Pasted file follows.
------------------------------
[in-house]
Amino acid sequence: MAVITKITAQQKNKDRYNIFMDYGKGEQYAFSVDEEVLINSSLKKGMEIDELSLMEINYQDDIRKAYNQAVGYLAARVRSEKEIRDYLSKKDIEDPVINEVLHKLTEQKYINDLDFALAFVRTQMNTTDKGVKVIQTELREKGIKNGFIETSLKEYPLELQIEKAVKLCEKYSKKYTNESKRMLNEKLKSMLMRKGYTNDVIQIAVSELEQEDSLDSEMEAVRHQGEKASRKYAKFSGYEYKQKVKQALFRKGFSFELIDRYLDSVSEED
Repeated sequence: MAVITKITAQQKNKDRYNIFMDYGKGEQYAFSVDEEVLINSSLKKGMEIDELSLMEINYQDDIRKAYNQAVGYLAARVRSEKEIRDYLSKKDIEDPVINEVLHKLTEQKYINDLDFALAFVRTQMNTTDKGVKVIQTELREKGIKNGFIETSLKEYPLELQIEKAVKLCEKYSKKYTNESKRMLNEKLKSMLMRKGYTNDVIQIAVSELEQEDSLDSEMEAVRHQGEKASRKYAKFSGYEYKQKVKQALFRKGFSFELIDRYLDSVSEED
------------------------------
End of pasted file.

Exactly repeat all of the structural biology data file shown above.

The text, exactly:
[in-house]
Amino acid sequence: MAVITKITAQQKNKDRYNIFMDYGKGEQYAFSVDEEVLINSSLKKGMEIDELSLMEINYQDDIRKAYNQAVGYLAARVRSEKEIRDYLSKKDIEDPVINEVLHKLTEQKYINDLDFALAFVRTQMNTTDKGVKVIQTELREKGIKNGFIETSLKEYPLELQIEKAVKLCEKYSKKYTNESKRMLNEKLKSMLMRKGYTNDVIQIAVSELEQEDSLDSEMEAVRHQGEKASRKYAKFSGYEYKQKVKQALFRKGFSFELIDRYLDSVSEED
Repeated sequence: MAVITKITAQQKNKDRYNIFMDYGKGEQYAFSVDEEVLINSSLKKGMEIDELSLMEINYQDDIRKAYNQAVGYLAARVRSEKEIRDYLSKKDIEDPVINEVLHKLTEQKYINDLDFALAFVRTQMNTTDKGVKVIQTELREKGIKNGFIETSLKEYPLELQIEKAVKLCEKYSKKYTNESKRMLNEKLKSMLMRKGYTNDVIQIAVSELEQEDSLDSEMEAVRHQGEKASRKYAKFSGYEYKQKVKQALFRKGFSFELIDRYLDSVSEED